ANC Gauteng spoilt for choice ahead of upcoming provincial congress – Lesufi

2018-07-06 16:36
Gauteng education MEC and ANC Gayteng deputy chairperson hopeful Panyaza Lesufi speaking to News24. (Supplied)

Gauteng education MEC and ANC Gayteng deputy chairperson hopeful Panyaza Lesufi speaking to News24. (Supplied)

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Gauteng ANC deputy chair hopeful Panyaza Lesufi says party members in the province will be spoilt for choice when the time comes to choose the second in command at the party's provincial congress later this month.

He was in conversation with News24, sharing his views on the ANC and the upcoming provincial congress at which he is expected to go head-to-head with economic development MEC Lebogang Maile and former Johannesburg mayor Parks Tau for the position of deputy chairperson. 

"These are the brightest minds, talented minds...take Parks, he leads the international platform on local government. Just that there is one position, not three. All of us can easily be absorbed into that position," said Lesufi.

"Look at Lebogang...young, very bright, leading very strong economic development, a product of the student movement," added Lesufi, reflecting on his closest contender for the post.

There also appears to be consensus among party members in the province that current acting provincial chairperson David Makhura should not be contested. Lesufi confirmed he was approached to contest Makhura for chair of the province but he declined. He has lost to Makhura before, when they both contested the secretary position.

Lesufi, who was coy about his ambitions, said he was "warming up" to joining the top leadership collective if it meant changing the lives of the ordinary citizens in Gauteng. 

Just a 'media darling'

"If I am going to contribute to a better South Africa, a better Gauteng, then I am available, but if it's about other things I am unfortunately not going to," said Lesufi.

"It must not be me at all costs," he added, claiming that if there was someone better equipped to fulfil his vision for the province he would step aside and support that candidate.

The education MEC said he was humbled by some of the nominations he has received from branches in the ANC.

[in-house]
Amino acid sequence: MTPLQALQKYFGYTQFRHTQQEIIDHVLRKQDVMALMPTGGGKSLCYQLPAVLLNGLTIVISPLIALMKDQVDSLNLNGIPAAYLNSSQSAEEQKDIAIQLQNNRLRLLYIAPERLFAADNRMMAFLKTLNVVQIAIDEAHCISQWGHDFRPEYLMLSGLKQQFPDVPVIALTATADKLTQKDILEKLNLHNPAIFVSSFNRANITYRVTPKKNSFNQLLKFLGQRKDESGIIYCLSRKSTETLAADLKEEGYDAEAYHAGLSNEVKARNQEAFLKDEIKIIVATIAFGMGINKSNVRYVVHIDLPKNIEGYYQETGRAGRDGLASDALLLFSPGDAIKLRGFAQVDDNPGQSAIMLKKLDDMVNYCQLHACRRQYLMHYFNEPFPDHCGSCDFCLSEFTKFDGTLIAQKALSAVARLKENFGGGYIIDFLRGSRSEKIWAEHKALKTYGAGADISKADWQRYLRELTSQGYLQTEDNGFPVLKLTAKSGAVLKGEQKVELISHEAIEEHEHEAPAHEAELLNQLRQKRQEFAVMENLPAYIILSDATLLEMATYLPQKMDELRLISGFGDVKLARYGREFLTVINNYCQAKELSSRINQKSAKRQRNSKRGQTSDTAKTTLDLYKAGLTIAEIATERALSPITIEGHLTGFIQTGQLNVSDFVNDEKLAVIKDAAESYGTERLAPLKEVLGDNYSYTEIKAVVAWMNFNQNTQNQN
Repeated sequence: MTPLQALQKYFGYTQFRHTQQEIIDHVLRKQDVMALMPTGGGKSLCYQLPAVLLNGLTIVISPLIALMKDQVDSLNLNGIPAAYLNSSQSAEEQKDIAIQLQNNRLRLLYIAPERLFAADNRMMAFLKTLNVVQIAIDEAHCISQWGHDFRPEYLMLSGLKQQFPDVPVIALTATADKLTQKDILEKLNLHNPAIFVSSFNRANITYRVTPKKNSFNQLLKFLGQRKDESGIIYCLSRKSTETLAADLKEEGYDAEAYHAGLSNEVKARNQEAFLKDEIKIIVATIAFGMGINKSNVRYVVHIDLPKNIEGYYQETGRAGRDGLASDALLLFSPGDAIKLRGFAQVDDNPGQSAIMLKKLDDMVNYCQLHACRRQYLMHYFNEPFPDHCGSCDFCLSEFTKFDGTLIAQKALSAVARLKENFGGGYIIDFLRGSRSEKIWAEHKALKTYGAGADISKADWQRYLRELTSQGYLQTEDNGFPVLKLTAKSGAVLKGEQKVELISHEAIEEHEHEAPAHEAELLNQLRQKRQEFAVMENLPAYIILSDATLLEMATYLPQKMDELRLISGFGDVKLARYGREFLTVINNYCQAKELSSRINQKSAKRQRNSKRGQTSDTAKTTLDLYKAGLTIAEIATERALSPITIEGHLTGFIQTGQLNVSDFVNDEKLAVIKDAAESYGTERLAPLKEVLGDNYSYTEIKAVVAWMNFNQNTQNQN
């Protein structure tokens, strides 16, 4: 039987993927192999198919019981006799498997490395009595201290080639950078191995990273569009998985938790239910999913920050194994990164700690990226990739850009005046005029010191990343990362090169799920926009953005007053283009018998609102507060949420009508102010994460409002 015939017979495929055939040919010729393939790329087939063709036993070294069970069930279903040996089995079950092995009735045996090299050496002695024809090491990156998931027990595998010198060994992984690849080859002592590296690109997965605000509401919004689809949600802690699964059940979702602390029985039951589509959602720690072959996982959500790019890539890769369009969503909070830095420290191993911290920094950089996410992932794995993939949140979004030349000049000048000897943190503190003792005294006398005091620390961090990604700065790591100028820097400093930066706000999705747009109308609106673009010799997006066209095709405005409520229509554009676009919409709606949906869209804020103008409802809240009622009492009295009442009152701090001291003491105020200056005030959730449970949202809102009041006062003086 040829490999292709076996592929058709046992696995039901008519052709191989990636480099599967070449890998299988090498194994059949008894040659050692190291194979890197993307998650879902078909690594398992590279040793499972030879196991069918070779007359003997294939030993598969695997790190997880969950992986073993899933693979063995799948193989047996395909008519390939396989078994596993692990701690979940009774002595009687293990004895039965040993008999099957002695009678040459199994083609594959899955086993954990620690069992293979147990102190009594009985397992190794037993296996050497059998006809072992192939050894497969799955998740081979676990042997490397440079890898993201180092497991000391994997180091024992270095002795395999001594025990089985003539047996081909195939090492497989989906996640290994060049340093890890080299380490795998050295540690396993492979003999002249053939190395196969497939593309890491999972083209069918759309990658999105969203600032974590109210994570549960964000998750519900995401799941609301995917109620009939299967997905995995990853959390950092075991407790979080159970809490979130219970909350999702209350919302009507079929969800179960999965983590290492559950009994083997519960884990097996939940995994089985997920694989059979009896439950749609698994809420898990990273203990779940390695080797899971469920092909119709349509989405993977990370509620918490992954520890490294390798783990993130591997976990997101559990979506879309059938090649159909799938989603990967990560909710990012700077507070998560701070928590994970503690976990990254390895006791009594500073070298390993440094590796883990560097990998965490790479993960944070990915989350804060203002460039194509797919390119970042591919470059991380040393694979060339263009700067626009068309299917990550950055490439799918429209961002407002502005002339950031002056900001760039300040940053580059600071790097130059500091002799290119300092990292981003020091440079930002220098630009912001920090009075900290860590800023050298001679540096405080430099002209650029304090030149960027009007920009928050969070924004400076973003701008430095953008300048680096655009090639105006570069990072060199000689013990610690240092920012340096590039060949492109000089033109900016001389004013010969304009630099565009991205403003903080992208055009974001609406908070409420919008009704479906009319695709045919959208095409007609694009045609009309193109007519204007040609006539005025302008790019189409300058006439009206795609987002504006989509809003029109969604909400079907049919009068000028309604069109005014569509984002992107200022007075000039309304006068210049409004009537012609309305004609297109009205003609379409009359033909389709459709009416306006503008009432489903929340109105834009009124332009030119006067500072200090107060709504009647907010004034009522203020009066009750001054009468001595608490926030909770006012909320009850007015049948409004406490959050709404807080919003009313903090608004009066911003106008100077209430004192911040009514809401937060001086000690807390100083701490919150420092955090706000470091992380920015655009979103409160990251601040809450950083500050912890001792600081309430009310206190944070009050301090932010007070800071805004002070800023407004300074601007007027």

READ: New twists in Gauteng ANC leadership race as Makhura challenger emerges

He has been praised by some party members for his work ethic, which his supporters say would inject energy into the ANC's fight to regain the Gauteng metros the party lost during the 2016 local government elections and help retain the province when the country goes to the general polls in 2019.

However, others have argued that he is not the ideal candidate, accusing him of just being a "media darling" who knew when to appear to make it on to the top news bulletins of the day.

But Lesufi, insisting his quick reaction to incidents that occur in his government portfolio was genuine, said it was part of his character and something that was instilled in him as a young person.

Time as MEC coming to an end

"With my parents, they used to tell me don't allow a problem to solidify because when the problem is solid, you can't solve it. When it's still at an infant stage, you can direct the problem," said Lesufi.

He's also thought about some of the priorities the ANC should focus on in the province, should he emerge as a top leader in Gauteng.

These include addressing the constant heavy traffic on the province's roads, creating a new skilled labour force and addressing human settlement challenges, high crime and an ailing health system.

With Lesufi "warming up" to the idea of being Gauteng's deputy chairperson, his tenure as education MEC also draws to an end as South Africans prepare to vote for new governments nationally and provincially.

"If learners don't know where they can go to relieve themselves, that would pain me a lot and I wouldn't want to be a leader presiding over an institution not able to deliver those basic services," said Lesufi.

Reflecting on his time at the department, he said he was proud of the work he had done but still had a few issues he wanted to resolve before the country goes to elections. He said these include addressing the challenges of sanitation, water and electricity at some schools and fixing infrastructure at others, and noted that some pupils were being taught in asbestos and mobile schools.

Read more on:    panyaza le­sufi  |  david makhura
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